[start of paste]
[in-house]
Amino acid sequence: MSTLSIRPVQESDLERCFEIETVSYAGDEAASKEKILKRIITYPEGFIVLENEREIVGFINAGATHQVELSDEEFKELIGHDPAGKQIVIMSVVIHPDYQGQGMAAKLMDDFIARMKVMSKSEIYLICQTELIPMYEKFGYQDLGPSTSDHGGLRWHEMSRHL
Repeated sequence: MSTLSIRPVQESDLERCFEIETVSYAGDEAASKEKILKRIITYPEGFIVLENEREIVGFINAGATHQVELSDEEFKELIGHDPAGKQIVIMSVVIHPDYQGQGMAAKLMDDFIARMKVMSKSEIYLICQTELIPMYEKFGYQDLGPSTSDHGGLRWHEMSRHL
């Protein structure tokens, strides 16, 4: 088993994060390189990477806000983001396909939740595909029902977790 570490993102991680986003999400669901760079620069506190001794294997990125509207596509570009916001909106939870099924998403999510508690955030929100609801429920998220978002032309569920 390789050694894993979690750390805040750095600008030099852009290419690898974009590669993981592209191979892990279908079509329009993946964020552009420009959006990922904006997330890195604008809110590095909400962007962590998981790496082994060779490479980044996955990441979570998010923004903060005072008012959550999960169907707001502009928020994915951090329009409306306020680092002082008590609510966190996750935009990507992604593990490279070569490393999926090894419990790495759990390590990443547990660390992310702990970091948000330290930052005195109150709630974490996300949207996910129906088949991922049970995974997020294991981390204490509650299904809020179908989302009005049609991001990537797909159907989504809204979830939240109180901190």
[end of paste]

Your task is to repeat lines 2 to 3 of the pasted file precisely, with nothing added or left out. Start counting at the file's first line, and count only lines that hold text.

Amino acid sequence: MSTLSIRPVQESDLERCFEIETVSYAGDEAASKEKILKRIITYPEGFIVLENEREIVGFINAGATHQVELSDEEFKELIGHDPAGKQIVIMSVVIHPDYQGQGMAAKLMDDFIARMKVMSKSEIYLICQTELIPMYEKFGYQDLGPSTSDHGGLRWHEMSRHL
Repeated sequence: MSTLSIRPVQESDLERCFEIETVSYAGDEAASKEKILKRIITYPEGFIVLENEREIVGFINAGATHQVELSDEEFKELIGHDPAGKQIVIMSVVIHPDYQGQGMAAKLMDDFIARMKVMSKSEIYLICQTELIPMYEKFGYQDLGPSTSDHGGLRWHEMSRHL